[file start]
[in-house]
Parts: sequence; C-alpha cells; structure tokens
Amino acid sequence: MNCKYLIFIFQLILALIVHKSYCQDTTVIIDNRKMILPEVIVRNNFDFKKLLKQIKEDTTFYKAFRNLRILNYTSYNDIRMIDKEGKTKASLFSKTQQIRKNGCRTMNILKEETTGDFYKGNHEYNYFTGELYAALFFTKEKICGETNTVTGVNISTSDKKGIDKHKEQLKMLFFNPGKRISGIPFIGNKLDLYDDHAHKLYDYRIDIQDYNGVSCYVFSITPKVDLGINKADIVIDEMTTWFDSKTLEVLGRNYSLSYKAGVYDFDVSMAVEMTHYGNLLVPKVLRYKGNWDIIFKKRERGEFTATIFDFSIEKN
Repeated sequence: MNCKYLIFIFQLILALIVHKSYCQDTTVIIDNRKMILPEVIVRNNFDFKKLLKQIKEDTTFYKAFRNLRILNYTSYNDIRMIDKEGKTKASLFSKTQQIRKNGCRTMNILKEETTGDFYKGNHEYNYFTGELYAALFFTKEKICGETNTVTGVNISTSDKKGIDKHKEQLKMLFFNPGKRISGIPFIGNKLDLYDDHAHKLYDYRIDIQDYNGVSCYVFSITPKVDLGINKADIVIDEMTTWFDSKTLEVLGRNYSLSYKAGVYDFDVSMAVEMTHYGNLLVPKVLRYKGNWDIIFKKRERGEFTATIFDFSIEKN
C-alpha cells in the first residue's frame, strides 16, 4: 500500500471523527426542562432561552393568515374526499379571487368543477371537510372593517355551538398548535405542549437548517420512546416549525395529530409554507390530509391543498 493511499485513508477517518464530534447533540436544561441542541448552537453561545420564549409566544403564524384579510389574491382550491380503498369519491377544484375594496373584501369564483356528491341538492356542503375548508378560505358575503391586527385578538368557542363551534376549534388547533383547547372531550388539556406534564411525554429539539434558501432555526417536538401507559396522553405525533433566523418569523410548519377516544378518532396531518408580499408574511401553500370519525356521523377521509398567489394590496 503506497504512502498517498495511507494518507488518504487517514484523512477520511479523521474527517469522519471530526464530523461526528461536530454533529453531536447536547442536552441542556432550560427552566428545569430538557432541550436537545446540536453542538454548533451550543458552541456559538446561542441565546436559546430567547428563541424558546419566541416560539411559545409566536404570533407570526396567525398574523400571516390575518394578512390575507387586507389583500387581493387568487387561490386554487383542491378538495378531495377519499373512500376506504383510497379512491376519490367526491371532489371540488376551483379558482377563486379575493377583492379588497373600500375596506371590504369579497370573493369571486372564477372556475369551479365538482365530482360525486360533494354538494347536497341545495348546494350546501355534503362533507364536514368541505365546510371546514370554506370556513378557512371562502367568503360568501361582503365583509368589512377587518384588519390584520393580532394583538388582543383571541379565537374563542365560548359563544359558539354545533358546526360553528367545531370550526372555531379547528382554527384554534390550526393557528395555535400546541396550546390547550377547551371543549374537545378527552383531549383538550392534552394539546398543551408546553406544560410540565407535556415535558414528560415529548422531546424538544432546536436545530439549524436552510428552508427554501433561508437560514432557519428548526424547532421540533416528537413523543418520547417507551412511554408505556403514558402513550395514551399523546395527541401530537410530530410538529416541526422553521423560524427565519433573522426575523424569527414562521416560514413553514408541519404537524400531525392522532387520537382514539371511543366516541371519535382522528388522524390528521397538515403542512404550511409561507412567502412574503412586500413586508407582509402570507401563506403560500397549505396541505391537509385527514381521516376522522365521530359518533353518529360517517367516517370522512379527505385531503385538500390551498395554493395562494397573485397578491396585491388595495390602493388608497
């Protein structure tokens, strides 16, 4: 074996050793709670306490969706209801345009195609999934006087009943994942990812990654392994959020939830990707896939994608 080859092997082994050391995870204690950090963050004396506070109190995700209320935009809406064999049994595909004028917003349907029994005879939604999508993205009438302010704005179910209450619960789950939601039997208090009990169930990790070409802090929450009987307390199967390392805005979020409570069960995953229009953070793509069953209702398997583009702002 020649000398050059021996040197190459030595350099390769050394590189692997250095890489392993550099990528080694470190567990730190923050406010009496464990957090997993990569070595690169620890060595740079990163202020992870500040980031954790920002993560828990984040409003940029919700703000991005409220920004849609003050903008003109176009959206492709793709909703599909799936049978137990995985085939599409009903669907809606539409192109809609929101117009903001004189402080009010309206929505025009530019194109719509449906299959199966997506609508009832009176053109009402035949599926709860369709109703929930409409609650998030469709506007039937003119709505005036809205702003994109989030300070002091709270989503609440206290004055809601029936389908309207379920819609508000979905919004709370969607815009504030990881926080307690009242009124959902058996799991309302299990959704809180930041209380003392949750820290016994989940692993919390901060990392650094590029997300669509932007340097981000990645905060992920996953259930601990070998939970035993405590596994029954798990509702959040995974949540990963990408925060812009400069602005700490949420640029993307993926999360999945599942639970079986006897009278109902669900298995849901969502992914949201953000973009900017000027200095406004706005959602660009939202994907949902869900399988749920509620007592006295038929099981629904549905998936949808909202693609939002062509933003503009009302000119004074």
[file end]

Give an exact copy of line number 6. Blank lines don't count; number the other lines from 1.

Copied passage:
């Protein structure tokens, strides 16, 4: 074996050793709670306490969706209801345009195609999934006087009943994942990812990654392994959020939830990707896939994608 080859092997082994050391995870204690950090963050004396506070109190995700209320935009809406064999049994595909004028917003349907029994005879939604999508993205009438302010704005179910209450619960789950939601039997208090009990169930990790070409802090929450009987307390199967390392805005979020409570069960995953229009953070793509069953209702398997583009702002 020649000398050059021996040197190459030595350099390769050394590189692997250095890489392993550099990528080694470190567990730190923050406010009496464990957090997993990569070595690169620890060595740079990163202020992870500040980031954790920002993560828990984040409003940029919700703000991005409220920004849609003050903008003109176009959206492709793709909703599909799936049978137990995985085939599409009903669907809606539409192109809609929101117009903001004189402080009010309206929505025009530019194109719509449906299959199966997506609508009832009176053109009402035949599926709860369709109703929930409409609650998030469709506007039937003119709505005036809205702003994109989030300070002091709270989503609440206290004055809601029936389908309207379920819609508000979905919004709370969607815009504030990881926080307690009242009124959902058996799991309302299990959704809180930041209380003392949750820290016994989940692993919390901060990392650094590029997300669509932007340097981000990645905060992920996953259930601990070998939970035993405590596994029954798990509702959040995974949540990963990408925060812009400069602005700490949420640029993307993926999360999945599942639970079986006897009278109902669900298995849901969502992914949201953000973009900017000027200095406004706005959602660009939202994907949902869900399988749920509620007592006295038929099981629904549905998936949808909202693609939002062509933003503009009302000119004074």